Changing Minds-and Treatment Plans-One Prostate Cancer Patient at a Time
Active surveillance and healthy lifestyle interventions become focus of physician and patient discussions at the Cedars-Sinai Samuel Oschin Comprehensive Cancer Institute
Los Angeles - Aug. 14, 2013 – Charles Trevino is part of a growing trend in prostate cancer. When he learned that he had low-grade, organ-confined prostate cancer, he did not run to get surgical or other therapeutic interventions. Instead, Trevino decided to actively monitor his disease and adjust his lifestyle habits with guidance from a team of specialists at the Cedars-Sinai Samuel Oschin Comprehensive Cancer Institute.
In the past five years, advances in prostate cancer have shown that many forms of the disease are slow-growing and not life-threatening. As a result, doctors often encourage that patients not rush to surgery. This is in contrast to traditional medical advice, which often had cancer patients heading to surgery or radiation therapy immediately after diagnosis.
Trevino is now enrolled in a Cedars-Sinai prostate cancer monitoring program that tracks disease progression and encourages lifestyle changes in men, including diet and exercise. This new approach and new way of thinking about prostate cancer is known as active surveillance. As new symptoms develop, or if tests indicate that cancer is growing, individualized treatments may be made for each patient.
But when Trevino first learned he had prostate cancer, a surgeon who was not affiliated with Cedars-Sinai suggested a prostatectomy, a sometimes-complex surgical removal of the prostate. Trevino’s wife and children agreed, but he was hesitant.
“After 29 years of marriage, six children and seven grandchildren, I thought I was prepared for anything, but prostate cancer came as a shock and as a source of confusion,” said Trevino, a 65-year-old retired government affairs representative and former educator. “The initial stages of diagnosis were confusing because surgeons not affiliated with Cedars-Sinai immediately suggested prostatectomy surgery. I was ready for information; I wasn’t ready for someone to make a treatment decision for me. Being my own advocate was important and so was being informed of all of my options.”
After expressing this frustration to his primary care physician, Trevino was referred to Hyung Lae Kim, MD, co-medical director of the Urologic Oncology Program, associate director for surgical research at the Samuel Oschin Comprehensive Cancer Institute and director of Urologic Academic Programs.
“Prior to meeting Dr. Kim, information was being thrown at me from every angle, with little to no explanation or guidance — I felt as though I was learning a foreign language,” said Trevino. “Dr. Kim spent 45 minutes with me during our first meeting explaining the basics of prostate cancer, my diagnosis and clearly identifying my treatment options, including active surveillance. That was the careful attention and explanation I had been seeking.”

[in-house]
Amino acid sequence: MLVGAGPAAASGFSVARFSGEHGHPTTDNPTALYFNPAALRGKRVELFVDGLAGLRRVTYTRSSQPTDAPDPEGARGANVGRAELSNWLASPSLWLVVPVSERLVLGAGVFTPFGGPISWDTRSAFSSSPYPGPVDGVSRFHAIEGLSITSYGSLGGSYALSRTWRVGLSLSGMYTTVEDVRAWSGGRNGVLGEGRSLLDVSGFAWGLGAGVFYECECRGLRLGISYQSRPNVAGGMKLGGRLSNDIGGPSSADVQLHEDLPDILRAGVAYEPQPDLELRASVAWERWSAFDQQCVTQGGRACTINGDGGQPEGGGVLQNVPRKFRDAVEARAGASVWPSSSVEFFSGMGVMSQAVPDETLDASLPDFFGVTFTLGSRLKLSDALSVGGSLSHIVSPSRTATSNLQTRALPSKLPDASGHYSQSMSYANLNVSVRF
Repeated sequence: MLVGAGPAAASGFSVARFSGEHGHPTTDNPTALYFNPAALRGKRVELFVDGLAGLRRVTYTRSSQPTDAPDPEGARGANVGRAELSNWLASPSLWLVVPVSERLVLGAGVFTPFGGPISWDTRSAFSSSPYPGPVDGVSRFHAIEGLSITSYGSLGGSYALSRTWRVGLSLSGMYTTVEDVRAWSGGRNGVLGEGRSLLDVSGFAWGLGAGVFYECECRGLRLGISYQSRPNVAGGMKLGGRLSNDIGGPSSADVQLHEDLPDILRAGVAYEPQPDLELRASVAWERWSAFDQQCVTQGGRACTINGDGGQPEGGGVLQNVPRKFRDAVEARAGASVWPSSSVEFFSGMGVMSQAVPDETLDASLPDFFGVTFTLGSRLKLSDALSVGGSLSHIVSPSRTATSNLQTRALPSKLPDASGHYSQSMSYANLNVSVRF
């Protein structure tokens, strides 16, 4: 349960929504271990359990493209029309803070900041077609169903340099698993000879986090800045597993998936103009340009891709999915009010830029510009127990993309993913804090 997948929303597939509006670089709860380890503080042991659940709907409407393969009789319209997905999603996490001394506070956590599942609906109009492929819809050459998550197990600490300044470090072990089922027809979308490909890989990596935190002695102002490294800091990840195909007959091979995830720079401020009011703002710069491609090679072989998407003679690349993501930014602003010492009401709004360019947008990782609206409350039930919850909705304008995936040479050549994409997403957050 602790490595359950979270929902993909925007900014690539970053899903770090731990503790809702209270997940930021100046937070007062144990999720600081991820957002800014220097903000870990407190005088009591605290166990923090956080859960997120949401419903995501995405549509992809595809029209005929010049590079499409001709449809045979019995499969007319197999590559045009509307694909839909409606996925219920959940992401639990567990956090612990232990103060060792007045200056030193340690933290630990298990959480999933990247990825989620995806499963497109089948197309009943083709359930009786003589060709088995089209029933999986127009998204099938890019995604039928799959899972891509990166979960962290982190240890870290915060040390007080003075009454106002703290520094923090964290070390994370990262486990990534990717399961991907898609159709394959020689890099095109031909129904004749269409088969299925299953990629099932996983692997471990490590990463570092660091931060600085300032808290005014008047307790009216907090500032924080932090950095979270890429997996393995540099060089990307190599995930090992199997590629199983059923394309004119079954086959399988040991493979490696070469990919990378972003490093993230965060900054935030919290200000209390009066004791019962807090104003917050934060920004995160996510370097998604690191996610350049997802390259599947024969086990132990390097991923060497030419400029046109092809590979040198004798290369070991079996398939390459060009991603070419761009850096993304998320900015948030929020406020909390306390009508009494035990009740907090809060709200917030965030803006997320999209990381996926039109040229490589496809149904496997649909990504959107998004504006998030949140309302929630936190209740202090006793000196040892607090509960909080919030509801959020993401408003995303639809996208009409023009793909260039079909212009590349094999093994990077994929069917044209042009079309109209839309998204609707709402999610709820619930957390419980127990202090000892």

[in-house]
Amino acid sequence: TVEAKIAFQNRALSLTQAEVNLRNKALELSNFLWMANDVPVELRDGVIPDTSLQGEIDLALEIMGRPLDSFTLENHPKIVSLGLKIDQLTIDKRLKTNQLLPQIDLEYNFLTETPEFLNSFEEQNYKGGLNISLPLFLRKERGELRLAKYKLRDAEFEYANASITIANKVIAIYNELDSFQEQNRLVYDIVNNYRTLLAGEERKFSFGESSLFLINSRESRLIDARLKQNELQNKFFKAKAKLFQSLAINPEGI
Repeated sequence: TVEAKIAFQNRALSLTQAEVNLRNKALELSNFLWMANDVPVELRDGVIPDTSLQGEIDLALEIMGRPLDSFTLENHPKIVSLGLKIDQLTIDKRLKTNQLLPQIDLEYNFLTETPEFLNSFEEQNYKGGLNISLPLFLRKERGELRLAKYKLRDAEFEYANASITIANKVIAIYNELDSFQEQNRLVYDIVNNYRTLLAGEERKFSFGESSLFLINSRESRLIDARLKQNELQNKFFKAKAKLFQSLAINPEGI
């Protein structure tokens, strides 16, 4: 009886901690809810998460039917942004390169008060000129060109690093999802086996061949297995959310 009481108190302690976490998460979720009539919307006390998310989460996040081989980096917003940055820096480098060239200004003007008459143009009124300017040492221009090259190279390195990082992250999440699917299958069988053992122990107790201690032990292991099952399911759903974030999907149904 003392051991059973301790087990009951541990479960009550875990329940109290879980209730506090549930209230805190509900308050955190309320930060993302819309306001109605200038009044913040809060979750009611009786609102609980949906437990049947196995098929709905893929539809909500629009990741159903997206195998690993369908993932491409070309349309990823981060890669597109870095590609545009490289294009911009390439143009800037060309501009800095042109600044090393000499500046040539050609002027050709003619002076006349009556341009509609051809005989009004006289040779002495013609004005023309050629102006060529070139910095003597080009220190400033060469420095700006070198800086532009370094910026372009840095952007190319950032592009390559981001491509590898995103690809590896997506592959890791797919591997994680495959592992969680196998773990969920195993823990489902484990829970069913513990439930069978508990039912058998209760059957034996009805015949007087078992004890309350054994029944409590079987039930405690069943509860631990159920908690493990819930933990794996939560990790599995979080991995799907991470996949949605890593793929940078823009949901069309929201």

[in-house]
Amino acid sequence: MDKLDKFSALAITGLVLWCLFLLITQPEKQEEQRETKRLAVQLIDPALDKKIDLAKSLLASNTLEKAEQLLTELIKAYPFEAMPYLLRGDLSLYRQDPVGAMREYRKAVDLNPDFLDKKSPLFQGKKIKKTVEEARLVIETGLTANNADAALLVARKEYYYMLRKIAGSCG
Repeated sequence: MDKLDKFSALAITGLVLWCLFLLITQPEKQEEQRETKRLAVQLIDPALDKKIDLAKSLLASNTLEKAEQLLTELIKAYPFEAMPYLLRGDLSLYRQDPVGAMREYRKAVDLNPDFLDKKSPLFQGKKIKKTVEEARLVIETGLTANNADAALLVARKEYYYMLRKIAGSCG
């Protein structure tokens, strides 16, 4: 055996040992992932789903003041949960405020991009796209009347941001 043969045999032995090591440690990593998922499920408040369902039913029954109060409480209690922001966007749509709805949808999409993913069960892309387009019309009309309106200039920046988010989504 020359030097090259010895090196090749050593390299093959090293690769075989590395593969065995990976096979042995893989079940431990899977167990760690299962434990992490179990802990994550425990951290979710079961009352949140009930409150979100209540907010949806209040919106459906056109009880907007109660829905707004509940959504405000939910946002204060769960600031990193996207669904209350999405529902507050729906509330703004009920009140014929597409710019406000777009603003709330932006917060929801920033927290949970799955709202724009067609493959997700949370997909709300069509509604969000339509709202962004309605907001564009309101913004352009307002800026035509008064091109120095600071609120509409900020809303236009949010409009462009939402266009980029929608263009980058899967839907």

This initial meeting provided confidence to not only Trevino, but his wife and children as well. Now feeling informed and empowered, he confidently enrolled in an active surveillance regimen led by Kim.
“Active surveillance is the merging of watchful waiting and active management into a program that is interactive for the patient,” said Kim. “The program allows a man diagnosed with prostate cancer to monitor his disease and have the highest quality of life possible while delaying or even completely avoiding invasive treatments.”
Kim explained that the newest thinking is that lifestyle changes that are good for the heart are also good for cancer management.
Armed with this information, Trevino enrolled in a trial — the Men’s Eating and Living (MEAL) study at Cedars-Sinai — which aims to understand how diet might affect prostate cancer outcomes.
The MEAL study investigates whether a plant-based diet focused on colorful vegetables, along with a healthy lifestyle, can help decrease disease progression and anxiety in men being treated with active surveillance.
With his dedicated team of cancer specialists, Trevino has been spared overtreatment, surgical complications and the many possible side effects of treatment. For him, active surveillance and the MEAL study have provided both comfort and discipline to his life.
Today, Trevino works out regularly at the gym and takes long, brisk walks to his favorite Los Angeles-area hot spot — the Rose Bowl in Pasadena — while also enjoying his favorite hobby with his wife — salsa dancing. Trevino consumes a balanced diet, including leafy greens, very few red meats and alcohol in moderation.
“Active surveillance doesn’t mean you’re giving up on your disease,” said Trevino. “Active surveillance is meant to change the way you live and the way in which you appreciate your life. These programs should make a man eat healthier, drop the bad lifestyle habits and live life more fully with his family and loved ones.”
For more information on Cedars-Sinai cancer clinical trials, please visit http://cancertrialinfo.csmc.edu or contact the clinical trial recruitment navigator at 310-423-2133 or Cancer.firstname.lastname@example.org.